Traffic Collision and Avoidance Systems – TCAS is a system that allows airplanes to see and avoid other airplanes. If two airplanes lose separation, TCAS talks amongst the two aircraft and issues separate commands (Ex: One is told to climb, the other is told to descend). TCAS is inhibited by the Radar Altimeter as many airports have simultaneous approaches. This means separation is intentionally lost in highly controlled environments to permit multiple aircraft to land and depart adjacent runways simultaneously. In the same instance, Radar Altimeters provide the data for when these inhibits occur. Otherwise, it would be impossible to permit multiple approaches without getting an “RA” (Resolution Advisory) — under which it is the legal obligation of a pilot to follow the command, regardless of whether it’s suspected of being a false command or not.
All that to say, low-visibility approaches are of the tiniest concern. They’re not used that commonly and when they are much of the above is already mitigated. Simultaneous CAT II and III approaches don’t happen often, windshear conditions don’t happen in low visibility save for blizzards and convective thunderstorms (where we don’t operate anyway), and in almost all cases GLD’s have to work to make a CAT II or III work.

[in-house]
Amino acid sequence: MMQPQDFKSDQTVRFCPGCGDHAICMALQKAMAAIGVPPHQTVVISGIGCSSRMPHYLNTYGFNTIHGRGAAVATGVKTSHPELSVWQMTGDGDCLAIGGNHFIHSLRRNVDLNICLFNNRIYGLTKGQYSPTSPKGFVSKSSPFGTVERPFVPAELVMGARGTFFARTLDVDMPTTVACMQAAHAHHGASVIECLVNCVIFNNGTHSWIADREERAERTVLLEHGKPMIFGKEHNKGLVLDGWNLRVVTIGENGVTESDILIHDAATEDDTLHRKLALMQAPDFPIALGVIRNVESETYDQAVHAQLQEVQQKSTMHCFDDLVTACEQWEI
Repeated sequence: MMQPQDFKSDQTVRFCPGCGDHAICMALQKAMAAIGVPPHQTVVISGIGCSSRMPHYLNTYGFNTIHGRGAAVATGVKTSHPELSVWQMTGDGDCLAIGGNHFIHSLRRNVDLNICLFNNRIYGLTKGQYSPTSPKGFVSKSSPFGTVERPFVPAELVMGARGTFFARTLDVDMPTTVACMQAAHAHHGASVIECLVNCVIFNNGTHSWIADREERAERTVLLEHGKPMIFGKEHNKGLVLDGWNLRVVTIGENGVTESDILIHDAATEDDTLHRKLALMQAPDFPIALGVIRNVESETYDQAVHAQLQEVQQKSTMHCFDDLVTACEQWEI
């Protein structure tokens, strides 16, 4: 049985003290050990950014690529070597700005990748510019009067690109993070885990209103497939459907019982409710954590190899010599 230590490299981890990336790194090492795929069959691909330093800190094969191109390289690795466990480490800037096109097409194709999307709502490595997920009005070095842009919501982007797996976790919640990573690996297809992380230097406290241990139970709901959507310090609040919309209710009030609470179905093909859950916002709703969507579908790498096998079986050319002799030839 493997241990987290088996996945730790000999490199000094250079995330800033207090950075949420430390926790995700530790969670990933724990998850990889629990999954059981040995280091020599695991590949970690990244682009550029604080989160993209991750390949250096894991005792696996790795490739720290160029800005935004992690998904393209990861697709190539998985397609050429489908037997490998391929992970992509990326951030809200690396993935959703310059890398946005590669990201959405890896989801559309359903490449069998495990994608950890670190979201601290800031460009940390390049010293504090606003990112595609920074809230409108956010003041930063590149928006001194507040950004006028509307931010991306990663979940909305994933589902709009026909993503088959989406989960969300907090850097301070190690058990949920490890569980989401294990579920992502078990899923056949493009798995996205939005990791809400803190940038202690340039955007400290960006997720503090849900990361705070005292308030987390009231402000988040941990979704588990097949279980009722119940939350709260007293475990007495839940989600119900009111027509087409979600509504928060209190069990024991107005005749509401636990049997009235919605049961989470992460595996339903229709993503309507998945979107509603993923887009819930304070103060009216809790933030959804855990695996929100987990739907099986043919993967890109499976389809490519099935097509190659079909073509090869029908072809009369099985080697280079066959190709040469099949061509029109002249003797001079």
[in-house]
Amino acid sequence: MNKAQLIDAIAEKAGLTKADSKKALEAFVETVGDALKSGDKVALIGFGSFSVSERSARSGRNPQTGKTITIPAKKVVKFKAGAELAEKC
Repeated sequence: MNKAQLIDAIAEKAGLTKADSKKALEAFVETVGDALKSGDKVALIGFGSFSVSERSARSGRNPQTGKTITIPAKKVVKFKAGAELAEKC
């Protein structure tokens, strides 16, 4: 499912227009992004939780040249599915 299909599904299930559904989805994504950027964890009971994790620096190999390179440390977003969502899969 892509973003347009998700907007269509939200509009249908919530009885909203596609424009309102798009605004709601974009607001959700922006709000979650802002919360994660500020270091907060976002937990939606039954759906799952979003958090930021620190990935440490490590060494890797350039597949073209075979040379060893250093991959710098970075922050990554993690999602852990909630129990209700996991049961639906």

The issue is far more complex, and domestic carriers have implemented their 5G systems far differently than European counterparts. The true concern also exists that the data is not available on the use of onboard 5G devices attempting transmission at low altitudes (you intentionally or unintentionally forget to put your phone in airplane mode) and how that will affect these various subsystems.
It’s difficult to decipher how much of the letter from airline CEOs is hyperbole, but it’s harder to imagine additional delays to 5G C-band spectrum being used.
A common argument in favor of moving forward with 5G C-band is that it’s already live in Europe without disruption to airlines. There also doesn’t appear to be hard data pointing to airline safety equipment malfunctioning from 5G interference. That seems very important to this story.
It’s understandable that the FCC and DOT aren’t on the same page when it comes to 5G, but the time to address these issues should have been before the spectrum auction last year. Now we wait with bated breath to learn what happens next.